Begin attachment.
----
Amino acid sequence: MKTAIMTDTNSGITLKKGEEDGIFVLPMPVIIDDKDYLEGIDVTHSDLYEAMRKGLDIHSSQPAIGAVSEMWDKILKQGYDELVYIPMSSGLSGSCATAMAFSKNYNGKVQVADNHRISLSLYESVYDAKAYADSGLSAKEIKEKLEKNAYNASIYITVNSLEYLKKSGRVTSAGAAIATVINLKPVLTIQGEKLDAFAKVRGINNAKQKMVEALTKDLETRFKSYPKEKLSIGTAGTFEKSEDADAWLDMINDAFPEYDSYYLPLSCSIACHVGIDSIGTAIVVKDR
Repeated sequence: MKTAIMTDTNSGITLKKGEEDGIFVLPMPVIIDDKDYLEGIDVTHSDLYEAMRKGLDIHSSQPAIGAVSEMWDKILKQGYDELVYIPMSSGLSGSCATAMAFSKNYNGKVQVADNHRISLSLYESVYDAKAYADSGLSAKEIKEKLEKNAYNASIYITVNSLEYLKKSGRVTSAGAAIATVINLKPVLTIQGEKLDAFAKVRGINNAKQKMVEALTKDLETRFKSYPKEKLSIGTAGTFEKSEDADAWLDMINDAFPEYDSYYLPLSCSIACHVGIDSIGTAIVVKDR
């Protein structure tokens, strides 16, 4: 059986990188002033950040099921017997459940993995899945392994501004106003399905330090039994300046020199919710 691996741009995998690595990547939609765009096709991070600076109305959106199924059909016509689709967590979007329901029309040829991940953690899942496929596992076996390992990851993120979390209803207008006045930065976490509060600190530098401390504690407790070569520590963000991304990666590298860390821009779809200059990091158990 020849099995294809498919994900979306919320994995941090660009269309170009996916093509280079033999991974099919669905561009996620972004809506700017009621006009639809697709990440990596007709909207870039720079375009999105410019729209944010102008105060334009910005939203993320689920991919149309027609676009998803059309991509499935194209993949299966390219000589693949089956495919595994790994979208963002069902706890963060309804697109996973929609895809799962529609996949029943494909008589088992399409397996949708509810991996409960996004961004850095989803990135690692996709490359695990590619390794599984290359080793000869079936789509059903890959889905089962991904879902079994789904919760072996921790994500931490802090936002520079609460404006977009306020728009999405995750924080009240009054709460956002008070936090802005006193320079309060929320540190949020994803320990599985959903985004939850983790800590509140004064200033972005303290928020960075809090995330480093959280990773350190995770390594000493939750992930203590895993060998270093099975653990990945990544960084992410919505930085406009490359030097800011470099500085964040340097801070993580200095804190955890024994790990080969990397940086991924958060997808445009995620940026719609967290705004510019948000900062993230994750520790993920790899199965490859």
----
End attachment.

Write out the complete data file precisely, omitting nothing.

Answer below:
Amino acid sequence: MKTAIMTDTNSGITLKKGEEDGIFVLPMPVIIDDKDYLEGIDVTHSDLYEAMRKGLDIHSSQPAIGAVSEMWDKILKQGYDELVYIPMSSGLSGSCATAMAFSKNYNGKVQVADNHRISLSLYESVYDAKAYADSGLSAKEIKEKLEKNAYNASIYITVNSLEYLKKSGRVTSAGAAIATVINLKPVLTIQGEKLDAFAKVRGINNAKQKMVEALTKDLETRFKSYPKEKLSIGTAGTFEKSEDADAWLDMINDAFPEYDSYYLPLSCSIACHVGIDSIGTAIVVKDR
Repeated sequence: MKTAIMTDTNSGITLKKGEEDGIFVLPMPVIIDDKDYLEGIDVTHSDLYEAMRKGLDIHSSQPAIGAVSEMWDKILKQGYDELVYIPMSSGLSGSCATAMAFSKNYNGKVQVADNHRISLSLYESVYDAKAYADSGLSAKEIKEKLEKNAYNASIYITVNSLEYLKKSGRVTSAGAAIATVINLKPVLTIQGEKLDAFAKVRGINNAKQKMVEALTKDLETRFKSYPKEKLSIGTAGTFEKSEDADAWLDMINDAFPEYDSYYLPLSCSIACHVGIDSIGTAIVVKDR
């Protein structure tokens, strides 16, 4: 059986990188002033950040099921017997459940993995899945392994501004106003399905330090039994300046020199919710 691996741009995998690595990547939609765009096709991070600076109305959106199924059909016509689709967590979007329901029309040829991940953690899942496929596992076996390992990851993120979390209803207008006045930065976490509060600190530098401390504690407790070569520590963000991304990666590298860390821009779809200059990091158990 020849099995294809498919994900979306919320994995941090660009269309170009996916093509280079033999991974099919669905561009996620972004809506700017009621006009639809697709990440990596007709909207870039720079375009999105410019729209944010102008105060334009910005939203993320689920991919149309027609676009998803059309991509499935194209993949299966390219000589693949089956495919595994790994979208963002069902706890963060309804697109996973929609895809799962529609996949029943494909008589088992399409397996949708509810991996409960996004961004850095989803990135690692996709490359695990590619390794599984290359080793000869079936789509059903890959889905089962991904879902079994789904919760072996921790994500931490802090936002520079609460404006977009306020728009999405995750924080009240009054709460956002008070936090802005006193320079309060929320540190949020994803320990599985959903985004939850983790800590509140004064200033972005303290928020960075809090995330480093959280990773350190995770390594000493939750992930203590895993060998270093099975653990990945990544960084992410919505930085406009490359030097800011470099500085964040340097801070993580200095804190955890024994790990080969990397940086991924958060997808445009995620940026719609967290705004510019948000900062993230994750520790993920790899199965490859």